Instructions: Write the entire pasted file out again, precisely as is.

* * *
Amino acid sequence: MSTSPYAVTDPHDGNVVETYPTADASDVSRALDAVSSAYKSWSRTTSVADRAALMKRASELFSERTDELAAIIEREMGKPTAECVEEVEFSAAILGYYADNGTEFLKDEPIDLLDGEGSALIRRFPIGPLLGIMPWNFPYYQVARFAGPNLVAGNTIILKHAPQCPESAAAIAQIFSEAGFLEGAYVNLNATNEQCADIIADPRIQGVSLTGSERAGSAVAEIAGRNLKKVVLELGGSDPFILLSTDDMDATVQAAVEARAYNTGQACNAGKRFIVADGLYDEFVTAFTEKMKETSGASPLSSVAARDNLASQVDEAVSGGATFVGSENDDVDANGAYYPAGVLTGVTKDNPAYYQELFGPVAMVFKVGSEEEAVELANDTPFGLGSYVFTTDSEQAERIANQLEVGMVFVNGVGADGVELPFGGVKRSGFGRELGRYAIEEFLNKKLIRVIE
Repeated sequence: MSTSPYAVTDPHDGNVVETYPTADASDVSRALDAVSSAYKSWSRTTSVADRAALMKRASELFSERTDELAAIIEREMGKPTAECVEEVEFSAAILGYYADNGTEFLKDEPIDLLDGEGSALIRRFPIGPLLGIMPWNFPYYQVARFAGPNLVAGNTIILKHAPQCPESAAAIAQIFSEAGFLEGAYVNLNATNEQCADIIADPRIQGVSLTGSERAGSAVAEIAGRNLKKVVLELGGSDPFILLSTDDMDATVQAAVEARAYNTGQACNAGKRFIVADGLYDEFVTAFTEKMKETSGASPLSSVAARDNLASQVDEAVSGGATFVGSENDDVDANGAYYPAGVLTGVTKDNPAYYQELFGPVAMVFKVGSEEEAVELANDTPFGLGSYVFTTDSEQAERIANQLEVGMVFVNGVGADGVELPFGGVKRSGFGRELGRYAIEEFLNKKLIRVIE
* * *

Amino acid sequence: MSTSPYAVTDPHDGNVVETYPTADASDVSRALDAVSSAYKSWSRTTSVADRAALMKRASELFSERTDELAAIIEREMGKPTAECVEEVEFSAAILGYYADNGTEFLKDEPIDLLDGEGSALIRRFPIGPLLGIMPWNFPYYQVARFAGPNLVAGNTIILKHAPQCPESAAAIAQIFSEAGFLEGAYVNLNATNEQCADIIADPRIQGVSLTGSERAGSAVAEIAGRNLKKVVLELGGSDPFILLSTDDMDATVQAAVEARAYNTGQACNAGKRFIVADGLYDEFVTAFTEKMKETSGASPLSSVAARDNLASQVDEAVSGGATFVGSENDDVDANGAYYPAGVLTGVTKDNPAYYQELFGPVAMVFKVGSEEEAVELANDTPFGLGSYVFTTDSEQAERIANQLEVGMVFVNGVGADGVELPFGGVKRSGFGRELGRYAIEEFLNKKLIRVIE
Repeated sequence: MSTSPYAVTDPHDGNVVETYPTADASDVSRALDAVSSAYKSWSRTTSVADRAALMKRASELFSERTDELAAIIEREMGKPTAECVEEVEFSAAILGYYADNGTEFLKDEPIDLLDGEGSALIRRFPIGPLLGIMPWNFPYYQVARFAGPNLVAGNTIILKHAPQCPESAAAIAQIFSEAGFLEGAYVNLNATNEQCADIIADPRIQGVSLTGSERAGSAVAEIAGRNLKKVVLELGGSDPFILLSTDDMDATVQAAVEARAYNTGQACNAGKRFIVADGLYDEFVTAFTEKMKETSGASPLSSVAARDNLASQVDEAVSGGATFVGSENDDVDANGAYYPAGVLTGVTKDNPAYYQELFGPVAMVFKVGSEEEAVELANDTPFGLGSYVFTTDSEQAERIANQLEVGMVFVNGVGADGVELPFGGVKRSGFGRELGRYAIEEFLNKKLIRVIE